Photo 3 Is Zoomed, Judge Davis Has Reality Distorted

Photo 3 Is Zoomed, Judge Davis Has Reality Distorted
He asks Bolton – “In your view, is Photo 3 a close quarter situation?”
Bolton replies – “From our view on Classique there was 50 to 80 mtrs clearance & could’ve even been more according to the photos that were taken subsequently using a measured distance back at Classique’s mooring … it didn’t appear as a close quarter situation & that’s why I looked at that Photo 3, immediately saying because it’s a zoomed up photo, it’s not a true representation of our experience”
Judge Davis doesn’t seem to understand the effects of zooming a photo – “Well it is a true representation isn’t it, because it’s a photo. The question is what interpretation should one put on it.”
Bolton – “It’s not on the same scale as the previous two.”
Judge Davis – “Yes but all that is a zoom lens going in & out.”
Bolton – “And that has the effect of drawing things together & not seeing them as they would have at a normal focal length.”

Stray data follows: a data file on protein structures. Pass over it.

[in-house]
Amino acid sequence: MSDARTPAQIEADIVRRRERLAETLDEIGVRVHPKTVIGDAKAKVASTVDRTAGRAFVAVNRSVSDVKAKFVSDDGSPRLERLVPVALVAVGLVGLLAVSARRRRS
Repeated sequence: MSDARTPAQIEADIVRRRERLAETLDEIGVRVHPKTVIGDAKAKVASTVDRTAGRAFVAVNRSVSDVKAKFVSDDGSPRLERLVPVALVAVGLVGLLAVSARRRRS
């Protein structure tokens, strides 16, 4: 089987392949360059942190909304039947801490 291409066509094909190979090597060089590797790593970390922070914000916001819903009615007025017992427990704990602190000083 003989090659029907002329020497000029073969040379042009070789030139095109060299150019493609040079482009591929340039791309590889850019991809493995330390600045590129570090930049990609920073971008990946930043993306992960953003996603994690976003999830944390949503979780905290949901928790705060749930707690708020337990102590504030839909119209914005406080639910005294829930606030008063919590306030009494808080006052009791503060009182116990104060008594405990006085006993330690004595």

Judge Davis just wants an answer as to whether Photo 3 is a close quarter situation & gets annoyed so Bolton can only reiterate – “It looks like that that on the photo but it was not in reality.”
Judge Davis is not satisfied – “What about is it a situation where there is risk of collision?”
Bolton elaborates – “At that point no. The point has passed because of the 25 degree angle of approach, there is no risk of collision there, he’s already passing me quite ok, no risk of collision there at all.”
Although Judge Davis said – “Thank you, I understand your evidence I think. Please carry on if there’s more you’d like to say.” – it was not at all apparent that the effect of zooming was understood but Bolton carried on with further evidence found as a result of discovering M Pigneguy had surreptitiously zoomed Photo 3 which gave a closer view of proximity.

3 examples of the effect of zooming a photograph giving quite different impressions of reality
Photo 3 Is Zoomed, Judge Davis Has Reality Distorted, 2014-09-14_1929

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